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Damascus rejects opposition 'conditions' at Syria peace talks

Syria's envoy to the UN, Bashar al-Jaafari, says opposition call to end sieges and Russian bombing is a 'violation' of terms of Geneva talks
Bashar al-Jaafari says his government 'wants to end the bloodshed' (AFP)

Damascus wants to end the violence ravaging Syria for nearly five years, according to a top government negotiator on Sunday, but he said the main opposition was "not serious" about UN-brokered peace talks.

The Syrian government "wants to put an end to the bloodshed," Damascus's envoy to the UN, Bashar al-Jaafari, said in Geneva.

But he lashed out at the opposition High Negotiations Committee (HNC), which arrived in Geneva on Saturday saying talks would only begin if Russia ended its bombing in Syria and government sieges were lifted.

The indirect talks were due to start on 25 January, but were postponed until Friday when Jaafari and his delegation sat down with the UN's envoy to Syria, Staffan de Mistura. 

Jaafari said the government firmly rejected any "conditions" imposed by the opposition delegation, saying it would be a "violation" of Mistura's invitation to talks. 

"The conference did not start on time because the opposition delegation is late. This is a sign that they are not serious," Jaafari said. 

President Bashar al-Assad's government wanted "to stop the suffering of the Syrian people," he said. "We are ready to work to find a solution."

The problem, he said, was that the opposition delegation was "not credible," and that some among the team were considered "terrorists".

"We don't know who is taking part in the talks, neither does Mistura," he said. "We are not holding talks with terrorists. This is exactly why the special envoy insisted on holding indirect talks." 

Syria's government uses the word "terrorist" to describe a host of armed opposition groups, including the Army of Islam rebel faction, which is a member of HNC.

The Syrian government also said on Sunday that a triple suicide bombing at a Shia shrine south of Damascus, which killed 50 people, was evidence that the opposition was linked to terrorists.

However, the Islamic State (IS) group, which is the enemy of both the HNC and the government, claimed it carried out the shrine attack.

Opposition meets Mistura

The HNC said it would not begin talks if the UN could not stop the bombing and siege tactics used by the Syrian government and its Russian ally.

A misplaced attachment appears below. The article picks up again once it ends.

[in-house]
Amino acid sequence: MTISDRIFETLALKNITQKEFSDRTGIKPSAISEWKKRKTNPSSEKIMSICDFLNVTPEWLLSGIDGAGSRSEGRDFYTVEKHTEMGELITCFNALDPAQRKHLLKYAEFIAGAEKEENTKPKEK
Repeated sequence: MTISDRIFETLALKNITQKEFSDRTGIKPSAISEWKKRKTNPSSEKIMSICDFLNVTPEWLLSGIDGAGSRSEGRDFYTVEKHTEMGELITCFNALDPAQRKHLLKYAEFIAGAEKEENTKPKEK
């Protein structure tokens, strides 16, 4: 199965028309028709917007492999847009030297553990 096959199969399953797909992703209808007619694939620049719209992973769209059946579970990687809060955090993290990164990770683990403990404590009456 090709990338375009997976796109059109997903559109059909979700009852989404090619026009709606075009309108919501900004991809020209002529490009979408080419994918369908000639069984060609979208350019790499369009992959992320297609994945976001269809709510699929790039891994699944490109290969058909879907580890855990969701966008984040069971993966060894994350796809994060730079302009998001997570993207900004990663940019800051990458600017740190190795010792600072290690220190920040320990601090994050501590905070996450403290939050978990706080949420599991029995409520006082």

"If the regime insists on continuing to commit these crimes then the HNC delegation's presence in Geneva will not be justified," coordinator Riad Hijab said.

"The delegation will inform Mistura of its intentions to withdraw its negotiating team if the UN and world powers are unable to stop these violations."

On Sunday, senior HNC negotiator Salim al-Muslet said his team would move 10 steps if it saw the Syrian government move one.

The medical charity Doctors Without Borders said on Saturday that 16 people had starved to death in Madaya due to a prolonged siege by government forces and in spite of the first aid convoy since October reaching the town earlier this month.

Their deaths bring to 46 the number who have died of starvation since December, and Doctors Without Borders warned that dozens more people were on the verge of death.

The US secretary of state, John Kerry, urged the HNC to drop its preconditions, but also accused Bashar al-Assad's forces of deliberately starving Syrian civilians.

"The town of Madaya is just an hour's drive from Damascus and yet its people have been reduced to eating grass and leaves," Kerry said.

"How have the regime and the militias that support it responded? By planting landmines and erecting barbed wire to keep relief workers out."

The people of Madaya are among more than 4.5 million people with "immense humanitarian needs" living in areas that are extremely hard to access because of fighting, according to the International Committee of the Red Cross.

Since the conflict began in March 2011, more than 260,000 people have been killed and half of the country's population have fled their homes, with millions exiled to neighbouring countries and beyond.

UN envoy Mistura on Sunday said he was "optimistic and determined" to see the Geneva talks succeed. "It's an historic occasion not to be missed."

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